Skip to main content
Press Release

Romanian Man Sentenced in Capital Region ATM Card Skimming Conspiracy

For Immediate Release
U.S. Attorney's Office, Northern District of New York

ALBANY, NEW YORK - Gheorghe Cirstea, age 33, and a citizen of Romania, was sentenced today to 27 months in prison for conspiring to steal bank customers’ account information and personal identification numbers (PINs) by using skimming devices that he secretly installed on bank ATMs in the Capital Region from August through October 2015.

The announcement was made by United States Attorney Grant C. Jaquith and James N. Hendricks, Special Agent in Charge of the Albany Field Office of the Federal Bureau of Investigation.

On March 30, 2018, Cirstea was arrested on an international arrest warrant while travelling through Bogota, Colombia.  On October 19, 2018, Cirstea was formally extradited by Colombian authorities to the Northern District of New York, and he has remained in custody since then.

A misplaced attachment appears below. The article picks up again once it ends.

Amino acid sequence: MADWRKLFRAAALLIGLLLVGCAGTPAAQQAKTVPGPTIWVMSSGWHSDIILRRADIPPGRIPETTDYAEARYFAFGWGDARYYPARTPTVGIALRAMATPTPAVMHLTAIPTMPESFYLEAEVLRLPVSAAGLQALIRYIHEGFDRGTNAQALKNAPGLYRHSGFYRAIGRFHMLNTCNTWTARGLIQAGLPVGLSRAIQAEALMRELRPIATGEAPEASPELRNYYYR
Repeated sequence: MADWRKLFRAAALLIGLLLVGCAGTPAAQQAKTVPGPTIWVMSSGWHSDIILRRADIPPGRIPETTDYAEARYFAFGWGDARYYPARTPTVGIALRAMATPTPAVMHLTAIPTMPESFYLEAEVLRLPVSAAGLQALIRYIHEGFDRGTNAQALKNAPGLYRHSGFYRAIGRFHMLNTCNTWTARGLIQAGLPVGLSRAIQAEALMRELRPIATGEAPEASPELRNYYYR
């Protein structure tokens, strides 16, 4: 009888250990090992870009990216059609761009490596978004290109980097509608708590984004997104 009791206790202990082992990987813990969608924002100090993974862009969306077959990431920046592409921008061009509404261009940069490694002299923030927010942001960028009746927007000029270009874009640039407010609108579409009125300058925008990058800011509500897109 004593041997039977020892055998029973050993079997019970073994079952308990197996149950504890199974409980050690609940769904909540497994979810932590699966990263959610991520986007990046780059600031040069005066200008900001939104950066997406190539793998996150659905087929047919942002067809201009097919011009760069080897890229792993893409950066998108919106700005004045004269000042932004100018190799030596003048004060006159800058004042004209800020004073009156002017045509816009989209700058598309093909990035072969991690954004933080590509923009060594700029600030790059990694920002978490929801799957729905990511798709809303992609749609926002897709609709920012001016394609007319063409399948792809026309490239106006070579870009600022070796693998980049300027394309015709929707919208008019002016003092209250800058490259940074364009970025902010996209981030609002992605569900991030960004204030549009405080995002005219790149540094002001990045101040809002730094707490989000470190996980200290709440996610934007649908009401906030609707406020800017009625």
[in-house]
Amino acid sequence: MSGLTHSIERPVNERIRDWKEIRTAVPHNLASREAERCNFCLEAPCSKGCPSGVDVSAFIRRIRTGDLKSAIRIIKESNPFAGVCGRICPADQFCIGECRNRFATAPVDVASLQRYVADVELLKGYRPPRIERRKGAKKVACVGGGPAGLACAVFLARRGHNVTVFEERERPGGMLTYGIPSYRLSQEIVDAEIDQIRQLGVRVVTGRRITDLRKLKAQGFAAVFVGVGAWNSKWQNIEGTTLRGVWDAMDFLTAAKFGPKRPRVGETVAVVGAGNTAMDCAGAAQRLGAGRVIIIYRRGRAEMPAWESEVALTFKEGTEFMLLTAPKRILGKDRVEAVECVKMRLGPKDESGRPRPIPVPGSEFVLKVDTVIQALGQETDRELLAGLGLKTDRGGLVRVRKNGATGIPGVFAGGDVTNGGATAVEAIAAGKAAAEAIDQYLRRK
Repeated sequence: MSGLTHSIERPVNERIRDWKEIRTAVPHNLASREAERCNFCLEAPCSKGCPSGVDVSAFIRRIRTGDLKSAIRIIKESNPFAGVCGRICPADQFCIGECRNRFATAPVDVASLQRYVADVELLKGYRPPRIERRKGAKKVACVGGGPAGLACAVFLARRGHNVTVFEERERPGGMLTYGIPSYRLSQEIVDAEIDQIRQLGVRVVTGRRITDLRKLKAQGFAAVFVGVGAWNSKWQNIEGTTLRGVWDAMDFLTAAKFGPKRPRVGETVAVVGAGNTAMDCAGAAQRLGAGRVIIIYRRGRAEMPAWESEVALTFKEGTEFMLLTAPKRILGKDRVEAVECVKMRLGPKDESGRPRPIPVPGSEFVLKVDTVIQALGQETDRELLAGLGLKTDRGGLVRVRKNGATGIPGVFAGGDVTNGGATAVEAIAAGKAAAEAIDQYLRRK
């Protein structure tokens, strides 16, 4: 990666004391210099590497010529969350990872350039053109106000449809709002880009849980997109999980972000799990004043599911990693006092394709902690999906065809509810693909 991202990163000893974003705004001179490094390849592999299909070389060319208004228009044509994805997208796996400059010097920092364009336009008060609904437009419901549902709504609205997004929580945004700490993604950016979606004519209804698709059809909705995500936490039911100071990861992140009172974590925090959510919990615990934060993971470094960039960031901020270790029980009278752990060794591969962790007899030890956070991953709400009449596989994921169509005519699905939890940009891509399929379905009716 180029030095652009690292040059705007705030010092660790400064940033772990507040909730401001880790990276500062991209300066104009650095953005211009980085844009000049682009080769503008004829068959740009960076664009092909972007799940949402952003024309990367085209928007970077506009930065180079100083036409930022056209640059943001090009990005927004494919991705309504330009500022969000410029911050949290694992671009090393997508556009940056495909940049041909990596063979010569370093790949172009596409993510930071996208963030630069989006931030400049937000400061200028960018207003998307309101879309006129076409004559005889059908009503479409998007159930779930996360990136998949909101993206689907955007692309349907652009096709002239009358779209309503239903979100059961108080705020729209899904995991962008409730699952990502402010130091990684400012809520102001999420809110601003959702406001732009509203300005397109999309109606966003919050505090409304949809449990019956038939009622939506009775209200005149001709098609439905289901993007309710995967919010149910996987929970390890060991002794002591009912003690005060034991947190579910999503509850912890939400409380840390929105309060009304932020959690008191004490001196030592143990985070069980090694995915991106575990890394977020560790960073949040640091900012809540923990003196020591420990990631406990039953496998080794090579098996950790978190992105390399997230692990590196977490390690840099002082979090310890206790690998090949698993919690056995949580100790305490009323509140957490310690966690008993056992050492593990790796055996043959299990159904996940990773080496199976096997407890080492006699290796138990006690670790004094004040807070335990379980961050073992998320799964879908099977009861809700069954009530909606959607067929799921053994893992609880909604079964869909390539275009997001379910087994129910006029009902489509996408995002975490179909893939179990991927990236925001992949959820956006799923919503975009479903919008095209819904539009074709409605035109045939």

As part of his guilty plea on August 8, 2019, Cirstea admitted that from August 30, 2015 through October 24, 2015, he and co-conspirator Ilie Sitariu used skimming devices and pinhole cameras to secretly capture the account numbers and PINs of customers who used ATMs at First Niagara Bank, Trustco Bank, and Berkshire Bank branches in Chatham, New York, Delmar, New York, and Great Barrington, Massachusetts, respectively.  The skimming devices captured the information encoded on the magnetic strips of customers’ bank debit cards, while the pinhole cameras allowed the defendants to record the PINs used by the customers.  The conspirators then used the information to steal approximately $127,000 from the customers’ accounts by making withdrawals at ATMs in New York City.

Sitariu, who was arrested in September 2015, pled guilty on November 22, 2016, and was sentenced to 48 months in prison by Senior United States District Judge Lawrence E. Kahn.

Judge Kahn also ordered that Cirstea pay $127,389 in restitution to the three banks whose customers’ account information was skimmed and used to make unauthorized withdrawals.

This case was investigated by the FBI, U.S. Secret Service, and the New York State Police, and was prosecuted by Assistant U.S. Attorney Emmet O’Hanlon.


Updated December 12, 2019

Financial Fraud